Another method of producing molded articles is by injection molding (Fig.5), which has the advantage over ordinary molding that preheating, plasticizing, and shaping are done by the same machine. The only materials suitable for injection molding are thermoplatics of high fluidity. The granules are introduced through a hopper into the cylinder, in which they are heated-by means of a heating jacket- to above their softening point. A moving piston plasticizes the material and forces it through a nozzle into the mold. The plasticizing action can be enhanced by the use of a screw instead of a piston (Fig.6).

Articles or components can also be shaped by the machining of semifinished products films, sheets, rods or tubes. Machining is more particularly employed in cases where the articles are of complex shape or where only a small number are required. Whereas thermosetting plastics can be shaped only by machining (milling, turning, cutting, drilling) once they have hardened, semifinshed thermoplastic materials can be shaped by heating and joined by welding. Hot shaping of thick sheets can be effected by bending or drawing (Fig.3). In the drawing process the material to be shaped is gripped, heated and deformed to the desired shape. If the wall thickness must remain constant, the sheet must be resiliently gripped; with so-called stretch forming a reduction in wall thickness occurs.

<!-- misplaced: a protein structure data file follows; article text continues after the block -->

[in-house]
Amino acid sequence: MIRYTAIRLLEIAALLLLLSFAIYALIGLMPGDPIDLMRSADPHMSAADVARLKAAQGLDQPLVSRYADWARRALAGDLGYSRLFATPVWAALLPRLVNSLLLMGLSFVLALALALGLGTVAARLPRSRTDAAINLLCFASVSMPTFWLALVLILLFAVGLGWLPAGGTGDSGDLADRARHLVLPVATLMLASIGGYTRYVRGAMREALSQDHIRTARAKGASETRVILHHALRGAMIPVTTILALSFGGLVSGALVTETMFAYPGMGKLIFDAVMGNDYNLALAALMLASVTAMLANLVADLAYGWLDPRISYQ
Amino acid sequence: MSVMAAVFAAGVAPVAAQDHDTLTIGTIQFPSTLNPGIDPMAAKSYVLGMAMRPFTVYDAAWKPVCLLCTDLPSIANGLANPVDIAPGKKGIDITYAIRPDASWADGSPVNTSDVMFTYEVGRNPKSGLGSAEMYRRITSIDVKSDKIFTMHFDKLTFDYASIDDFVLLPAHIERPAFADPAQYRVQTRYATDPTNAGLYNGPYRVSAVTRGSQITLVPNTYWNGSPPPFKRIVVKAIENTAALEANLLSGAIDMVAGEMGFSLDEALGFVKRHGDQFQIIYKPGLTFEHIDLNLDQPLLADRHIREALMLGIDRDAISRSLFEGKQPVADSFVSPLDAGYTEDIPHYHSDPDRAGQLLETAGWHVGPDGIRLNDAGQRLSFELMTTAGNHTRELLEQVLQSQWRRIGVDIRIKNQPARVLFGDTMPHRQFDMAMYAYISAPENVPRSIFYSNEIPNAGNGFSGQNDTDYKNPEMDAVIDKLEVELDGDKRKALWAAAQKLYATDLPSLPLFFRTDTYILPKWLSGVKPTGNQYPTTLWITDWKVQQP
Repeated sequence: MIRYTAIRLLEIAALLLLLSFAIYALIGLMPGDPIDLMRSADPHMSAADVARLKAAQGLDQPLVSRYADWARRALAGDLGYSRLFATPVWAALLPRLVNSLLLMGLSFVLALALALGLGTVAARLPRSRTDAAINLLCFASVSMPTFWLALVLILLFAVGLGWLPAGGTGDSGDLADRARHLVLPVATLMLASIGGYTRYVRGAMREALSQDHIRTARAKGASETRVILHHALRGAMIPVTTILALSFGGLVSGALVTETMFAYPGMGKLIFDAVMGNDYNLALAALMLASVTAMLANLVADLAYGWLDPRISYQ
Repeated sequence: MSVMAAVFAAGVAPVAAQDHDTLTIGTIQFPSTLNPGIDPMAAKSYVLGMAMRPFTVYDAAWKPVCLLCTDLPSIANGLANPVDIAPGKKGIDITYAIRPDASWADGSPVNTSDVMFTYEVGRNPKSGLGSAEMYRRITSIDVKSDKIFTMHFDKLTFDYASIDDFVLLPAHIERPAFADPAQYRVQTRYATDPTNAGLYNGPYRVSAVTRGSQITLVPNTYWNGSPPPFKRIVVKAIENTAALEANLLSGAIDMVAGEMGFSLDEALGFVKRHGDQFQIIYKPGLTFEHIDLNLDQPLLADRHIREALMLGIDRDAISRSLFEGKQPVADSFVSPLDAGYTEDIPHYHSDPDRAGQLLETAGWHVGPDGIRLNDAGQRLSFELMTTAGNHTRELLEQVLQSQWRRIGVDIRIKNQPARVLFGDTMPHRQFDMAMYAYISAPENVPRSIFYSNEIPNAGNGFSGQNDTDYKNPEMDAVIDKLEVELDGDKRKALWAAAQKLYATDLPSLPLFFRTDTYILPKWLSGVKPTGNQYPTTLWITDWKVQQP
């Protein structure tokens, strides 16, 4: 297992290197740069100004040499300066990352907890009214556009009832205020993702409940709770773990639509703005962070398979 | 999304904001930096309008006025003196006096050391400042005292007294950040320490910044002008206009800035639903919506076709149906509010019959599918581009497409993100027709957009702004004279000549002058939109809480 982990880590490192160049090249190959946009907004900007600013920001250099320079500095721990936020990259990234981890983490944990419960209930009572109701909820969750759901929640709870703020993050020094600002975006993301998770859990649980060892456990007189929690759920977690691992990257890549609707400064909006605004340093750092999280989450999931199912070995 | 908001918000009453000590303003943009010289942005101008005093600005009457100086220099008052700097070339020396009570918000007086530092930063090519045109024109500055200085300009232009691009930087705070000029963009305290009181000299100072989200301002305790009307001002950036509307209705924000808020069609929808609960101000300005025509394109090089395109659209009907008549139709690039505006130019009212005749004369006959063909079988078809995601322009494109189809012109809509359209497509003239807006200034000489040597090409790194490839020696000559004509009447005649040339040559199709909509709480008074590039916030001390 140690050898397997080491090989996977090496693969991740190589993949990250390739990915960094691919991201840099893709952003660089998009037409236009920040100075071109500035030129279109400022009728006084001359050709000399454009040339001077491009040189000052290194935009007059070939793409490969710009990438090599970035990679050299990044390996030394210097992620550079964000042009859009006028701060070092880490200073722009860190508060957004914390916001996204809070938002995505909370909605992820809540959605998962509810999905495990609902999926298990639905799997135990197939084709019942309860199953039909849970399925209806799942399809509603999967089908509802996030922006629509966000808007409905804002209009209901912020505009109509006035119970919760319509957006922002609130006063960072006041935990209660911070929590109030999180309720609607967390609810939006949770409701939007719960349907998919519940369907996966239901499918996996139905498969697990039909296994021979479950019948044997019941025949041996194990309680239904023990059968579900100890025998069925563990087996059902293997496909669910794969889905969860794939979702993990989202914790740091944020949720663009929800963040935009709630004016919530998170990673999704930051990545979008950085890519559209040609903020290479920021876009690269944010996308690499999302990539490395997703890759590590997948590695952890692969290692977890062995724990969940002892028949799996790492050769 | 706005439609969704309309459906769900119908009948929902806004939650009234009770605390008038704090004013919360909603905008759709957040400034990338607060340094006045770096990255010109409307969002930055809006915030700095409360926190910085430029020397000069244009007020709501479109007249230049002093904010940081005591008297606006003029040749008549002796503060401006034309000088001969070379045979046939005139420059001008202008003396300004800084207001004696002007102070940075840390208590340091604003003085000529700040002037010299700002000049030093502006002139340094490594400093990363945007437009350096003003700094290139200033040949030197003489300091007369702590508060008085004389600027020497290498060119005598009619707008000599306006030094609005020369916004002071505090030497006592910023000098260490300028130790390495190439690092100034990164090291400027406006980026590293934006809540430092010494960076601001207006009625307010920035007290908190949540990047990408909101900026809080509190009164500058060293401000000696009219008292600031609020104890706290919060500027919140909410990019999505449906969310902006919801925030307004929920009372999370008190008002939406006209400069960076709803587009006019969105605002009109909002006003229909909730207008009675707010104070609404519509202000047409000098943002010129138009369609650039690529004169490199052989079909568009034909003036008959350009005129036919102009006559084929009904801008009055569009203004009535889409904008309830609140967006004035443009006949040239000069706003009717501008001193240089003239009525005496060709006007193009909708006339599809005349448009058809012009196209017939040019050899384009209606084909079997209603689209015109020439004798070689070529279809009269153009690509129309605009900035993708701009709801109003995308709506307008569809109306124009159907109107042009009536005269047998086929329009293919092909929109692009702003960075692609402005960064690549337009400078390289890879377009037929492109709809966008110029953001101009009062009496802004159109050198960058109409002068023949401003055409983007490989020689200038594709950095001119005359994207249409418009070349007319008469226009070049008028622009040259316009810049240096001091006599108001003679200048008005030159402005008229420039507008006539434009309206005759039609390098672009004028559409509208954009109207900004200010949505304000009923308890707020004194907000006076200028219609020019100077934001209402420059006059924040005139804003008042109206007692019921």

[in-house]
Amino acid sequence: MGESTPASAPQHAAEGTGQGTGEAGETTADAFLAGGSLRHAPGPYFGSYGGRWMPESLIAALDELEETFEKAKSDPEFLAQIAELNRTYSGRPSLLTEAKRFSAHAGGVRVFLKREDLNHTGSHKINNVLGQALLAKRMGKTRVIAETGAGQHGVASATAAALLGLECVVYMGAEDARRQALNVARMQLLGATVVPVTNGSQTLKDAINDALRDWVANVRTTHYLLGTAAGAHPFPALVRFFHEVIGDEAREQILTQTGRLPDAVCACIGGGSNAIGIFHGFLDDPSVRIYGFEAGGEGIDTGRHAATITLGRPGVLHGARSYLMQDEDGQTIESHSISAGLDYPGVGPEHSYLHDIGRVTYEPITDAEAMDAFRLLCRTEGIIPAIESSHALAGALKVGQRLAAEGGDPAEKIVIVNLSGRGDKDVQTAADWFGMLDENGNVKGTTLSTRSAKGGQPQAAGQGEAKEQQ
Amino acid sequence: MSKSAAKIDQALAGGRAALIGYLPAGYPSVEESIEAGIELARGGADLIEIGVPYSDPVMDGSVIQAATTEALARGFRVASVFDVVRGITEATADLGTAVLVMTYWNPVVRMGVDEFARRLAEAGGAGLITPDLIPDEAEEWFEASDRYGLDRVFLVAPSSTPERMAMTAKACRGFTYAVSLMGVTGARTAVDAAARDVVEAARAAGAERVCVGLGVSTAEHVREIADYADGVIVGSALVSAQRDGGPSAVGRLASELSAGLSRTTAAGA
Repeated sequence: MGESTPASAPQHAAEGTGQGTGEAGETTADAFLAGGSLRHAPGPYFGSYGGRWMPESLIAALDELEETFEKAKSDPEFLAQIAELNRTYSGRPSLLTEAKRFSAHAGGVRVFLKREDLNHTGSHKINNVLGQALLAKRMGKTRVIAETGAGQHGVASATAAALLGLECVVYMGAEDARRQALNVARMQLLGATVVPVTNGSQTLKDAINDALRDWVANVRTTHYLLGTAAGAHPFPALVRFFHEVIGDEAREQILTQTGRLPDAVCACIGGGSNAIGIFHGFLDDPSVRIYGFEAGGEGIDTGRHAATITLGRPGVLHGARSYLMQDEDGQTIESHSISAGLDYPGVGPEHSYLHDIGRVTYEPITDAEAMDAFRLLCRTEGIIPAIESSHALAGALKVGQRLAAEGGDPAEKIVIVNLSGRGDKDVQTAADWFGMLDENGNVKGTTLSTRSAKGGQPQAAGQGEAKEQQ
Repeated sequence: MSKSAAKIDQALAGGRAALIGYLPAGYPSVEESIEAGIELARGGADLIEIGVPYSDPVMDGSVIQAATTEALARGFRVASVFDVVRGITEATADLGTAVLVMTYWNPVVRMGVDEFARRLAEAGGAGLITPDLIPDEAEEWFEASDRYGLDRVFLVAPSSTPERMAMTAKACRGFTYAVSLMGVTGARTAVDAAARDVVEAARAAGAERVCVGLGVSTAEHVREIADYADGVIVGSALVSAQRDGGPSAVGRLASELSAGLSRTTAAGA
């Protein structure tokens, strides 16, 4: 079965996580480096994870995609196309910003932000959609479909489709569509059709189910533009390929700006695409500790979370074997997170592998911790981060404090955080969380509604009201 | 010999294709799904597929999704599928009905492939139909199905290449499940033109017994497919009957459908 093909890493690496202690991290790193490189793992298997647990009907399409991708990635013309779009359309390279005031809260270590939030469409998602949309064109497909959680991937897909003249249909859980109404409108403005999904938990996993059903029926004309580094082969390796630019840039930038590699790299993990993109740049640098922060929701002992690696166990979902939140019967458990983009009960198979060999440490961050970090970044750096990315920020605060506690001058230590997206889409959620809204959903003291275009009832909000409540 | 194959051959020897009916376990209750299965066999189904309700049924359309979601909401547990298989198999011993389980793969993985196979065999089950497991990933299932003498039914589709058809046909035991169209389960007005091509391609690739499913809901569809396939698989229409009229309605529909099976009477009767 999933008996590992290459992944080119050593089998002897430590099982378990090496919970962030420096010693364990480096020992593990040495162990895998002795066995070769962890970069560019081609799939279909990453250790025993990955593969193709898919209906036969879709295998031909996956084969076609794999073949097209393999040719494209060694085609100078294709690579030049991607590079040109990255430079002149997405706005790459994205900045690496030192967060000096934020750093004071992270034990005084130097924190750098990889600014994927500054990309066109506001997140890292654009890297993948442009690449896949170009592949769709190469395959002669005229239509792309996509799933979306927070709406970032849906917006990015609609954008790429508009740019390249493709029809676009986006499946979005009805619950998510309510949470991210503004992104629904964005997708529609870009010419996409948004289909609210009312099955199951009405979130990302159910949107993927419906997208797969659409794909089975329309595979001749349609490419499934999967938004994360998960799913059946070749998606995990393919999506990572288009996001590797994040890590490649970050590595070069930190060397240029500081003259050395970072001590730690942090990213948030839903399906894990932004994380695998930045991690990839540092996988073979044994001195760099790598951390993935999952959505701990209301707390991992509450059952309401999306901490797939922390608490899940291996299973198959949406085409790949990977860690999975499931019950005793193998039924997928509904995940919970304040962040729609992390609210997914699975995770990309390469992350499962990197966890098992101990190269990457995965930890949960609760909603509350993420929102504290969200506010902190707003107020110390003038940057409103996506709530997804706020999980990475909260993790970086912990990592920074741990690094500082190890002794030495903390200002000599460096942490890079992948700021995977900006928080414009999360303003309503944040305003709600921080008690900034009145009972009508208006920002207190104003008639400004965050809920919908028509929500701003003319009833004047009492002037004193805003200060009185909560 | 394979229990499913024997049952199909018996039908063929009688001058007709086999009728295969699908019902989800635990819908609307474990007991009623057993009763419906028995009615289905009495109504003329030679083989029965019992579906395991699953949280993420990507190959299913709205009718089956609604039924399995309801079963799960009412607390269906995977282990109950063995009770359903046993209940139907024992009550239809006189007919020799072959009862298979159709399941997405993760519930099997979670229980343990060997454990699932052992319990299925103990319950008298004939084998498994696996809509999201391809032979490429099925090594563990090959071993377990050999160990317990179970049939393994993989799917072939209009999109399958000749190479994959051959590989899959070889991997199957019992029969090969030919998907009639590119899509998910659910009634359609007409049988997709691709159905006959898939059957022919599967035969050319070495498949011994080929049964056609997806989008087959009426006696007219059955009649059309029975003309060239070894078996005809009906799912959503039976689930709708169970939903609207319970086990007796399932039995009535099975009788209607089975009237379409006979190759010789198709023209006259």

In recent years shaping by the vacuum process has gained importance. In the female-mold method or negative mold method, the heated plastic sheet is laid on a concave mold and subjected to further heating. Air is extracted through holes in the mold, so that the sheet is drawn by suction into the mold. For the molding of complex components the plate is prestretched before the actual negative molding operation begins.

Alternatively, a convex master model may be used, in which case the process is known as the male-mold method or positive-mold method. The preheated sheet is placed over the master model and preformed. When the air is evacuated, the desired shape is obtained. The molding techniques are schematically illustrated in Figs.8 and 9.

Endless products such as sections, sheet, strip and thin are produced by extruders (Figs. 4 and 6). Extrusion consists in forcing a plastic material through a suitably shaped die to produce the desired cross-section shape. The extruding force may be exerted by a piston or ram (ram extrusion) or by a rotating screw (screw extrusion) which operates within a cylinder in which the material is heated and plasticized and from which it is then extruded through the die in a continuous flow.